Each year, impoverished people sell their kidneys to be used in transplants. Additionally, some authorities may mandate organ donation from unwilling donors such as prisoners. The size and scope of these events are not well-documented and is probably not known. The National Organ Transplant Act of 1984 made illegal any profit from organ donation in the United States; careful regulation by the OPTN has probably eliminated organ sales in the United States. Recent development of web sites and personal advertisements for organs among listed candidates has raised the possibility of selling organs once again, as well as sparking significant ethical debates over directed donation, "good-Samaritan" donation, and the current U.S. organ allocation policy. Recently, two books have been published that advocate using markets to increase the supply of organs available for transplantation. The first is by Mark Cherry: Kidney for Sale By Owner (Georgetown University Press, 2005). The second is by James Stacey Taylor: Stakes and Kidneys: Why markets in human body parts are morally imperative (Ashgate Press, 2005).

Deceased (formerly cadaveric)

Deceased donors are donors who have been declared brain-dead and whose organs are kept viable by ventilators or other mechanical mechanisms until they can be excised for transplantation. Apart from brain-stem dead donors, who have formed the majority of deceased donors for the last twenty years, there is increasing use of Donation after Cardiac Death - DCD- Donors (formerly non-heart beating donors) to increase the potential pool of donors as demand for transplants continues to grow. These organs have inferior outcomes to organs from a brain-dead donor; however given the scarcity of suitable organs and the number of people who die waiting, any potentially suitable organ must be considered.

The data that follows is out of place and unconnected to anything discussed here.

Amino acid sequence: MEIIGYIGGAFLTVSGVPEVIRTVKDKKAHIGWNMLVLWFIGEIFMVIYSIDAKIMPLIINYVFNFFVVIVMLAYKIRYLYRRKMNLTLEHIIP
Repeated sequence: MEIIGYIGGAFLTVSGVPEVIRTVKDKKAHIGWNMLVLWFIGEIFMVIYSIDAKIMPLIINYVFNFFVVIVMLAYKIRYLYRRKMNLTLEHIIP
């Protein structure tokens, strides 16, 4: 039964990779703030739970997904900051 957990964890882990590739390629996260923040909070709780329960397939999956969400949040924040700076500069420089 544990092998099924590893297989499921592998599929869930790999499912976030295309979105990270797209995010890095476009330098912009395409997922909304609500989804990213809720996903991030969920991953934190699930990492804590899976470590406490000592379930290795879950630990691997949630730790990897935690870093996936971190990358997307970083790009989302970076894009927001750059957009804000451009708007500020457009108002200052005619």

In China a notable category of donors is that of executed prisoners [8], including members of Falun Gong, the practice which has been suppressed in China.

Allocated

The overwhelming majority of deceased-donor organs in the United States are allocated by federal contract to the Organ Procurement and Transplantation Network (OPTN), held since it was created by the Organ Transplant Act of 1984 by the United Network for Organ Sharing. This allocates organs based on the method considered most fair by the scientific leadership in the field. For kidneys, for instance, that is by waiting time; for livers, it is by MELD (Model of End-Stage Liver Disease), an empirical score based on lab values indicative of the sickness of the patient from liver disease.

Directed

Experiencing somewhat increased popularity, but still very rare, is directed or targeted donation, in which the family of a deceased donor (often honoring the wishes of the deceased) requests an organ be given to a specific person. If medically suitable, the allocation system is subverted, and the organ is given to that person. In other countries such as the UK, only medical factors and the position on the waiting list can affect who receives the organ. If this is not the desired person, it is noted that this puts them higher on the list.

One of the more publicized cases of this type was the 1994 Chester and Patti Szuber transplant. This was the first time that a parent had received a heart donated by one of their own children. Although the decision to accept the heart from their recently killed child was not an easy decision, the Szuber family agreed that giving Patti’s heart to her father would have been something that she would have wanted.[5]

Body-snatching

Illegal dissection of corpses is a form of body-snatching and may have taken place to obtain allografts. [9]

Special Types

Split Liver Transplants

Sometimes, a deceased-donor liver may be divided between two recipients, especially an adult and a child. This is uncommon, as the outcomes are worse for both patients than had they received the whole organ.

Domino Transplants

This operation is usually performed for cystic fibrosis as both lungs need to be replaced and it is a technically easier operation to replace the heart and lungs en bloc. As the recipient's native heart is usually healthy, this can then itself be transplanted into someone needing a heart transplant. That term is also used for a special form of liver transplant, in which the recipient suffers from familial amyloidotic polyneuropathy in which the liver (slowly) produces a protein that damages other organs; their liver can be transplanted into an older patient who is likely to die from other causes before a problem arises[10].

History

Successful inter-human allotransplants have a relatively long history; the operative skills were present long before the necessities for post-operative survival were discovered. Rejection and the side effects of preventing rejection (especially infection and nephropathy) were, are, and may always be the key problem.